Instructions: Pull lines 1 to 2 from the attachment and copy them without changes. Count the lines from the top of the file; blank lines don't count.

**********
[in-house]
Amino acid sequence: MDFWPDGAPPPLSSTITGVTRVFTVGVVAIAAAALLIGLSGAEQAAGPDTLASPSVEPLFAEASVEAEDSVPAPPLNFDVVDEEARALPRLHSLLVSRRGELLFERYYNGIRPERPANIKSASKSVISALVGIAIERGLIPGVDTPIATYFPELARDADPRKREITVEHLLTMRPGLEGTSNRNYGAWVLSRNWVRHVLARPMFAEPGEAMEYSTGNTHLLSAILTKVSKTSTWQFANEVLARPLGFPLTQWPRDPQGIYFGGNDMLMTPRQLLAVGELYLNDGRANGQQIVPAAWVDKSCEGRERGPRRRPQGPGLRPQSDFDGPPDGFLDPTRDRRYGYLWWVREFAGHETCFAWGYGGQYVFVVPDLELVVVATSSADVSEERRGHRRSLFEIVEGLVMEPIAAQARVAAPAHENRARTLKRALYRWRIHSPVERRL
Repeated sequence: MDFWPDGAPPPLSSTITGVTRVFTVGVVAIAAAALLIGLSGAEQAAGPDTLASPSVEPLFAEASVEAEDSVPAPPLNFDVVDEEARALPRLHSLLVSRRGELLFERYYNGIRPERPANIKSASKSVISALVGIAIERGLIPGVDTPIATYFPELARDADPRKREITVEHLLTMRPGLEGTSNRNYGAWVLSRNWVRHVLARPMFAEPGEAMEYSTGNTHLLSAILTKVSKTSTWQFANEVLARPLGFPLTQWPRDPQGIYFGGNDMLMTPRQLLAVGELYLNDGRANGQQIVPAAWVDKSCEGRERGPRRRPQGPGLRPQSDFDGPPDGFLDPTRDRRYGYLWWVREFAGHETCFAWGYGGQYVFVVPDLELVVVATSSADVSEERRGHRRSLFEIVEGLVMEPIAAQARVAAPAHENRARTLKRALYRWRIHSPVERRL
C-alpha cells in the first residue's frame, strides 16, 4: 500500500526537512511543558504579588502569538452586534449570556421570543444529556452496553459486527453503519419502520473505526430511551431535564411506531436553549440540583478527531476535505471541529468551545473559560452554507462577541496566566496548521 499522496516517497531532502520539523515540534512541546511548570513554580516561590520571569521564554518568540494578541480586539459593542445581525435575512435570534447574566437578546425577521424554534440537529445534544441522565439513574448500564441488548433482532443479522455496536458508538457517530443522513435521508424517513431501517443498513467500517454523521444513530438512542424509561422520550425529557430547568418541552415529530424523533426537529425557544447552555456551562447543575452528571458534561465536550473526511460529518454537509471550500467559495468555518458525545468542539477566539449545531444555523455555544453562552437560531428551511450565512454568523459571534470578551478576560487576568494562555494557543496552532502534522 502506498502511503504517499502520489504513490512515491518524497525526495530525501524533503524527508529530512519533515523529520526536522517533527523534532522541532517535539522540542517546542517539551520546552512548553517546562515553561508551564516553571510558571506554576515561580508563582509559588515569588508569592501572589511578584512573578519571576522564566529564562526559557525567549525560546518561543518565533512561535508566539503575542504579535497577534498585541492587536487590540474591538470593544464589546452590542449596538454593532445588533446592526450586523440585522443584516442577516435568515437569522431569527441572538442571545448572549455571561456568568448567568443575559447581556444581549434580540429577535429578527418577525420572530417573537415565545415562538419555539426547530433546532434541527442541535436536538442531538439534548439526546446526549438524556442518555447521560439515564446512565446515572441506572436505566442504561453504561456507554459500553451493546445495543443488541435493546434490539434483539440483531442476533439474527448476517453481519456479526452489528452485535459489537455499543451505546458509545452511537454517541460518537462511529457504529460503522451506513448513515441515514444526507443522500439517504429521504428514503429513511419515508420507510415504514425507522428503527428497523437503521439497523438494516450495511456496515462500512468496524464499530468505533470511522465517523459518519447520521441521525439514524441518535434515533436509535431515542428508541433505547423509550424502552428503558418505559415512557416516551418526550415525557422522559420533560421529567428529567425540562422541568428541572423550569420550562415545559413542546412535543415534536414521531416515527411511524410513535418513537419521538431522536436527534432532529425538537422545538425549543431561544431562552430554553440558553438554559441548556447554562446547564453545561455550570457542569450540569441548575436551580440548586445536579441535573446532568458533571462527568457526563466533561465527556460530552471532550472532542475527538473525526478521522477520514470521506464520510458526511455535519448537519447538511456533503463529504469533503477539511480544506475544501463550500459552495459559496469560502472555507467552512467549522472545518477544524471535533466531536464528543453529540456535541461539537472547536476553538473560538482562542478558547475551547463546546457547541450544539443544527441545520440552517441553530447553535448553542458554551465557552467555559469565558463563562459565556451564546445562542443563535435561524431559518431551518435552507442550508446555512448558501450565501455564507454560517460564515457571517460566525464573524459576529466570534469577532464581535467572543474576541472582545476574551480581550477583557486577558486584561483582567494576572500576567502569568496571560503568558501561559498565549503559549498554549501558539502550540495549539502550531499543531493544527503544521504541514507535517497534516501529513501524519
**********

[in-house]
Amino acid sequence: MDFWPDGAPPPLSSTITGVTRVFTVGVVAIAAAALLIGLSGAEQAAGPDTLASPSVEPLFAEASVEAEDSVPAPPLNFDVVDEEARALPRLHSLLVSRRGELLFERYYNGIRPERPANIKSASKSVISALVGIAIERGLIPGVDTPIATYFPELARDADPRKREITVEHLLTMRPGLEGTSNRNYGAWVLSRNWVRHVLARPMFAEPGEAMEYSTGNTHLLSAILTKVSKTSTWQFANEVLARPLGFPLTQWPRDPQGIYFGGNDMLMTPRQLLAVGELYLNDGRANGQQIVPAAWVDKSCEGRERGPRRRPQGPGLRPQSDFDGPPDGFLDPTRDRRYGYLWWVREFAGHETCFAWGYGGQYVFVVPDLELVVVATSSADVSEERRGHRRSLFEIVEGLVMEPIAAQARVAAPAHENRARTLKRALYRWRIHSPVERRL